SEATTLE -- A news helicopter crashed into a street and burst into flames Tuesday near Seattle's Space Needle, killing two people on board, badly injuring a man in a car and sending plumes of black smoke over the city during the morning commute.
The chopper was taking off from a helipad on the KOMO-TV station's roof when it went down at a busy downtown intersection and hit three vehicles, starting them on fire and spewing burning fuel down the street.
Kristopher Reynolds, a contractor working nearby, said he saw the helicopter lift about 5 feet off the low-rise building before it started to tilt. The chopper looked like it was trying to correct itself when it took a dive.
"Next thing I know, it went into a ball of flames," he said.
Seattle Mayor Ed Murray said that in response to the crash, the city will review its policies about permitting helicopter pads.
He noted the normally bustling Seattle Center wasn't very busy at the time of the wreck on Broad Street. Had it been a busier day, "this would have been a much larger tragedy," Murray said.
The Seattle Center campus is home to the Space Needle, restaurants and performing arts centers; it hosts a number of festivals throughout the year that draw thousands of visitors.
KOMO identified the pilot as Gary Pfitzner.
The other man killed in the crash was Bill Strothman, a former longtime KOMO photographer. Both men were working for the leasing company that operates the news helicopter, the station said.
Strothman was someone "who really knew how his pictures could tell a million words," news anchor Dan Lewis said on the air. "He was just a true gentleman."
"We're going to miss you guys. And thanks so much for all that you gave to us," Lewis said, choking up.
Firefighters who arrived at the scene before 8 a.m. found a "huge black cloud of smoke" and two cars and a pickup truck engulfed in flames, Seattle Fire Department spokesman Kyle Moore said.
Fuel running down the street also was on fire, and crews worked to stop the fuel before it entered the sewer, Moore said.
An injured man managed to free himself from a car and was taken to Harborview Medical Center, Moore said.
Richard Newman, 38, suffered burns on his lower back and arm, covering up to 20 percent of his body, hospital spokeswoman Susan Gregg said. He was in serious condition in the intensive care unit and likely would require surgery, she said.
Two others who were in cars that were struck by the helicopter were uninjured. One of them, a woman, went to a police station and talked to officers, while a man from the pickup walked to a nearby McDonald's restaurant. Police later located him unhurt.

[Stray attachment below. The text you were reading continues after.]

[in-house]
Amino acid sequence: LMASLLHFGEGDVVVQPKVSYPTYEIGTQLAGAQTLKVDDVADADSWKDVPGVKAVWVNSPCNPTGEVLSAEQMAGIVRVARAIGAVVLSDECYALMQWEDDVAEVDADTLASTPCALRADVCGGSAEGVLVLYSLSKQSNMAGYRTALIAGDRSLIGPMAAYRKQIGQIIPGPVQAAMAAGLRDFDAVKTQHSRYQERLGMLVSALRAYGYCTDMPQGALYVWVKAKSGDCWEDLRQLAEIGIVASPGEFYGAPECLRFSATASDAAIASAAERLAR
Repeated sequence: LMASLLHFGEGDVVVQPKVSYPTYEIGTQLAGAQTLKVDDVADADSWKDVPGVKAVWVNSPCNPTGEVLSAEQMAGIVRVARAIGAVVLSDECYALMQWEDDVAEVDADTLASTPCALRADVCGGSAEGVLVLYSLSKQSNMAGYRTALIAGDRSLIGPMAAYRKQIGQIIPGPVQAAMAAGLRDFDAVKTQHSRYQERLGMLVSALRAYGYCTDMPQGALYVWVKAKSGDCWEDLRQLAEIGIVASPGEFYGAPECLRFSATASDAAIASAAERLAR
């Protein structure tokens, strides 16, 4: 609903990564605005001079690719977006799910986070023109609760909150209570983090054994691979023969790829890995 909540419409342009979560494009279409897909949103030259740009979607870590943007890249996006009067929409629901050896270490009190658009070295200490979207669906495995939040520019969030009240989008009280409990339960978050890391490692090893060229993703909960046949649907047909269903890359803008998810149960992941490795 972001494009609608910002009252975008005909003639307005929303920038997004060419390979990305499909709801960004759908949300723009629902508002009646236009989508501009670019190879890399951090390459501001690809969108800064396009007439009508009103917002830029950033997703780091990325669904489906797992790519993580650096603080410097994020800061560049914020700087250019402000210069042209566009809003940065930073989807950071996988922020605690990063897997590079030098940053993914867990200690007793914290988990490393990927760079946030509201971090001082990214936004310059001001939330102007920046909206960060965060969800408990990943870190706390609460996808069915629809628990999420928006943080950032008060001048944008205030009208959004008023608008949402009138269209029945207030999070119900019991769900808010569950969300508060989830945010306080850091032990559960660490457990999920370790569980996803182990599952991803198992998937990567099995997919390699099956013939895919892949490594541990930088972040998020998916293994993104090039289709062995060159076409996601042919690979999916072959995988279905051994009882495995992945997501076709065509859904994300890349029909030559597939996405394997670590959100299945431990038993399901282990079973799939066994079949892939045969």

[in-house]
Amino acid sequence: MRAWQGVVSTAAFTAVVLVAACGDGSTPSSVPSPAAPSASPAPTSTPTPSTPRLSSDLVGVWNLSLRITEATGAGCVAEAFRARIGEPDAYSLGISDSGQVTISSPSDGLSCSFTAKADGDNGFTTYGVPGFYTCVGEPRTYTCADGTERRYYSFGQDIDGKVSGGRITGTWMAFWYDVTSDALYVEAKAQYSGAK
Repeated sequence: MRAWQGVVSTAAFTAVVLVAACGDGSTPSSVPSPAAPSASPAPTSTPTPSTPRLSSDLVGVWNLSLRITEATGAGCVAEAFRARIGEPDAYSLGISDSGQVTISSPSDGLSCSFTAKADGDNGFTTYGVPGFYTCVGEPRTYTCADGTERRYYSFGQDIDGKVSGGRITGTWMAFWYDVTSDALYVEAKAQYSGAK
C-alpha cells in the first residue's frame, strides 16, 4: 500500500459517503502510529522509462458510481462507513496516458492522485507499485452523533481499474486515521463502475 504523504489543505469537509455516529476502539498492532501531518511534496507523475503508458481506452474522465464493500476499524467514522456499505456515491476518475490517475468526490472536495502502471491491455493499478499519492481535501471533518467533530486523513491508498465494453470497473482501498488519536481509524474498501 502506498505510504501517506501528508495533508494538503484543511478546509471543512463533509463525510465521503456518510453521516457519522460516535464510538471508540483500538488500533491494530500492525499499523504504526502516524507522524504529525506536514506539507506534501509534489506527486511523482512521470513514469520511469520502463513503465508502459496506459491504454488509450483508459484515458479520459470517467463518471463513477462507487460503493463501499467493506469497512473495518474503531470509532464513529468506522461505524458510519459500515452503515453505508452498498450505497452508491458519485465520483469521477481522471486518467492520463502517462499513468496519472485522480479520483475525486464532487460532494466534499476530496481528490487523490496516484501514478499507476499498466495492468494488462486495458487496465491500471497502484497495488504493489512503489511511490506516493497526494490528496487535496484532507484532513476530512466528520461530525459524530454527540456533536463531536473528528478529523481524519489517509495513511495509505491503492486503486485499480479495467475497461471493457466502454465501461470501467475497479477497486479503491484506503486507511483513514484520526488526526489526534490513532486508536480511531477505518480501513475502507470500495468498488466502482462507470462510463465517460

Only the helicopter's blue tail end could be identified among the wreckage strewn across the Seattle Center's lawn. National Transportation Safety Board investigators inspected the scene.
The chopper also was used by KING-TV television in an agreement with KOMO, according to CBS affiliate KIRO.
The cause of the wreck was not yet known. Murray said the crash site could be closed for three to five days while officials with the NTSB and Federal Aviation Administration probe what happened.
The station said the Eurocopter AS350 helicopter might have hit the side of a building before it went down. KOMO is a block from the Space Needle and is surrounded by high-rise office and apartment buildings.
Lewis said it wasn't the regular KOMO helicopter but a temporary replacement for one that is in the shop for an upgrade.
Workers at KOMO rushed to the window when they heard the crash. Reporters with the station were then in the position of covering the deaths of colleagues.
On the street shortly after the crash, KOMO reporter Denise Whitaker said: "It is definitely a tragic scene down here. It is a difficult time for all of us this morning."
The crash site also is near the EMP Museum, the music and culture museum created by Microsoft co-founder Paul Allen.
The Seattle Monorail, which runs about 50 yards away, was operating Tuesday morning and passed the scene about 15 seconds before the crash happened, said Thomas Ditty, the monorail's general manager.
Other cities have experienced helicopter crashes as TV stations rush to cover the news from above major cities.
Two news helicopters collided in midair in Phoenix in 2007 as the aircraft covered a police chase, sending fiery wreckage plummeting onto a park. Four people in the helicopters were killed.
The crash prompted changes at the stations in how they operated their helicopter crews.
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